Secret of Leonardo Da Vinci
Cryptex: not invented by Leonardo. This version was created
by Justin Nevins as a working piece of art. For more information
on his creations visit: www.cryptex.com.
Photo courtesy of Justin Nevins.
A recent spate of books and articles have suggested
that Leonardo Da Vinci was the leader
of a clandestine society and that he hid secret codes and messages
in his art work. Is this true? In addition to his role in history
as a famous painter, scientist and inventor, was he also the keeper
of some vast secret to be passed down through the ages?
Leonardo was certainly no stranger to the use codes
and encryption. His notes are all
written backwards with "mirror" writing. It is unclear exactly
why Leonardo did this. It has been suggested that he may have
felt that some of his military inventions would be too destructive
and powerful if they fell into the wrong hands, therefore he protected
his notes by using this reversed writing method. Other scholars
point out that this type of encryption was is fairly simple to
break. One needs only to hold to hold the paper up to a mirror
to read it. If Leonardo was using it for security, he probably
was only concerned about hiding the contents from a casual observer.
Other researchers have suggested that he used this
reversed writing because he found it easier. Leonardo was left-handed
and this would have made writing backwards less difficult for
him than for a right-handed person.
Recently Leonardo has been credited by many people
with inventing a device dubbed a cryptex. A cryptex is a tube
constructed with a series of rings with letters of the alphabet
engraved on them. When the rings are turned so that certain letters
line up to the cryptex's password, one of the end caps can be
removed and the contents (usually a piece of papyrus wrapped around
a glass bottle containing vinegar) can be removed. Should someone
try and get at the message by smashing the device, the glass bottle
will break and the vinegar will dissolve the papyrus before the
message on it can be read.
As ingenious as this device is, and as much as it
sounds like something Leonardo might have invented, the cryptex
is a fictional device created by Dan Brown and credited to Leonardo
in his popular book, The Da Vinci Code. There is no evidence
that Leonardo actually conceived or built such a device.
of the Mona Lisa
the Mona Lisa really a self-portrait? Comparing a Leonardo
self-portait with the Mona Lisa. Do they match up?
One popular idea is that Leonardo painted secret
symbols or messages into his artworks. People have analysed his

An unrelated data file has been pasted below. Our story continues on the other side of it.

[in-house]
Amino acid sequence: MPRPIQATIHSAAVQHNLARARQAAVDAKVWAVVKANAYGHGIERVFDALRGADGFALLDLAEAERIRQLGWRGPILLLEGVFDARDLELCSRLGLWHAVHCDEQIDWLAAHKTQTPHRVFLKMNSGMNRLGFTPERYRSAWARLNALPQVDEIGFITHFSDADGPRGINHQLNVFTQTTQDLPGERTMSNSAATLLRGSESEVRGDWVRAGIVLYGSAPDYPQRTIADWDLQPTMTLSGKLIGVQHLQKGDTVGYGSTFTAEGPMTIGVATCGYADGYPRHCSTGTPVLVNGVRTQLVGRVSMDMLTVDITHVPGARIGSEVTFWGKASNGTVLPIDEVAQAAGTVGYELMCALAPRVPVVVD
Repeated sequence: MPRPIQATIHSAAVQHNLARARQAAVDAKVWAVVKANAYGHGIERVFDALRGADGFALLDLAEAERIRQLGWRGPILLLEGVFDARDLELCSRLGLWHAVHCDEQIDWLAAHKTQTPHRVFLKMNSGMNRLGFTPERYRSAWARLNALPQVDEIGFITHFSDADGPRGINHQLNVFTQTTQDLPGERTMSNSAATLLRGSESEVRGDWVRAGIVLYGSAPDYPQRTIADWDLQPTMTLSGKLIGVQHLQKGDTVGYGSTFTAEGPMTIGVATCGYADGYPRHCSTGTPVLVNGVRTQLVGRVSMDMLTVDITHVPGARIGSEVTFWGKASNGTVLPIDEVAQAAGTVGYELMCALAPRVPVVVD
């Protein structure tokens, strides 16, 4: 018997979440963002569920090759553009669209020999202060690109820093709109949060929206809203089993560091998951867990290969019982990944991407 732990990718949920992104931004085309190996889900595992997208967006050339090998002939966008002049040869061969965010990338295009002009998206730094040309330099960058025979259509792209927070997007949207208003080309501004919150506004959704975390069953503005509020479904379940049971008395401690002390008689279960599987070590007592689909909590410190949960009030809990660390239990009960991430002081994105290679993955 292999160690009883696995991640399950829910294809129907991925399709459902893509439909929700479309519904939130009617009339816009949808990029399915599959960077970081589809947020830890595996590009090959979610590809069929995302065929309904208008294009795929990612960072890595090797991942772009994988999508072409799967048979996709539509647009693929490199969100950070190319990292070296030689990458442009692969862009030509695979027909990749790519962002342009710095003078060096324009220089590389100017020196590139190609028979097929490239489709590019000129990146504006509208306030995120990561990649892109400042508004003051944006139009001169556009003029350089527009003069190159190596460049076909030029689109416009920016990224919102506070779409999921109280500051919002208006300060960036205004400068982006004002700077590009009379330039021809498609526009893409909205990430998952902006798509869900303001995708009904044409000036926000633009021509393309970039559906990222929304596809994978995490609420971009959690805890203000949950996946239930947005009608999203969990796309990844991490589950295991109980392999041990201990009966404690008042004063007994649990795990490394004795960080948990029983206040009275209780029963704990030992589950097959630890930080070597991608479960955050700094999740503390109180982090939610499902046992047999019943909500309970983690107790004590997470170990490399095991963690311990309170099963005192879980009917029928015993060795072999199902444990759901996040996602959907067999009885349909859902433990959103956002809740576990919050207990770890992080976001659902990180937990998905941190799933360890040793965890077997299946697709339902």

most famous painting, The Mona Lisa, and have found all kinds
of hidden meanings and techniques in it. It is certain that Leonardo
used some of his best artist's tricks to create the painting.
Many people find the portrait's smile particularly haunting. They
say it seems to change, even though the paint on the surface of
the painting obviously does not.
Professor Margaret Livingstone of Harvard University
makes the argument that Leonardo painted the edges of the portrait's
smile so they would appear slightly out of focus. Because of this
the edges of the smile are more easily seen by a person's peripheral
vision rather than by looking directly at them. This may explain
why some people report that the portrait seems to be smiling more
when they are not directly looking at her.
Another theory proposed by Christopher Tyler and
Leonid Kontsevich of the Smith-Kettlewell Eye Research Institute
in San Francisco says that the smile seems to change because of
variable levels of random noise in human visual system. If you
close your eyes in a dark room you will notice that everything
is not perfectly black. The cells in your eyes generate a low
level of "background noise" (which you see as tiny light and dark
dots). Your brain usually filters these out, but Tyler and Kontsevich
suggest that when viewing the Mona Lisa, these little dots can
change the shape of the smile. As evidence for their theory they
imposed several random sets of dots over a picture of the Mona
Lisa and showed them to people. Some of the sets made the portrait
look very happy, others seemed to sadden it. Tyler and Kontsevich
argue that the noise which is inherent in the human visual system
has the same effect. As someone views the painting, the noise
of their own visual system adds to the image and changes it, making
the smile seem to change.
So what is the Mona Lisa smiling about in the first
place? Through the years people have speculated that perhaps she
was pregnant. Others have found the smile to be sad and have suggested
she was unhappy in her marriage.
copy of the Mona Lisa made more happy and less happy by
the introduction of noise.
Dr. Lillian Schwartz of Bell Laboratories has come
up with what seems an unlikely, but intriguing idea. She thinks
that the subject is smiling because the artist has put a joke
over on the viewers. She contends the painting is not of a pretty
young woman, but is actually a self-portrait of the artist himself.
Schwartz noticed that when she used a computer to line up the
features of the Mona Lisa with a portrait that Leonardo had done
of himself, they matched up perfectly. Other experts note, however,
that this may simply be the result of the two pictures being painted
by the same artist using the same techniques.
Dan Brown in his popular thriller The Da Vinci
Code suggests that Leonardo's The Last Supper has a number
of hidden meanings and symbols. In the fictional story there is
conspiracy by the early church to suppress the importance of Mary
Magdalene, one of Jesus' followers (the story suggests - to the
distress of many believers - that she was his wife). Supposedly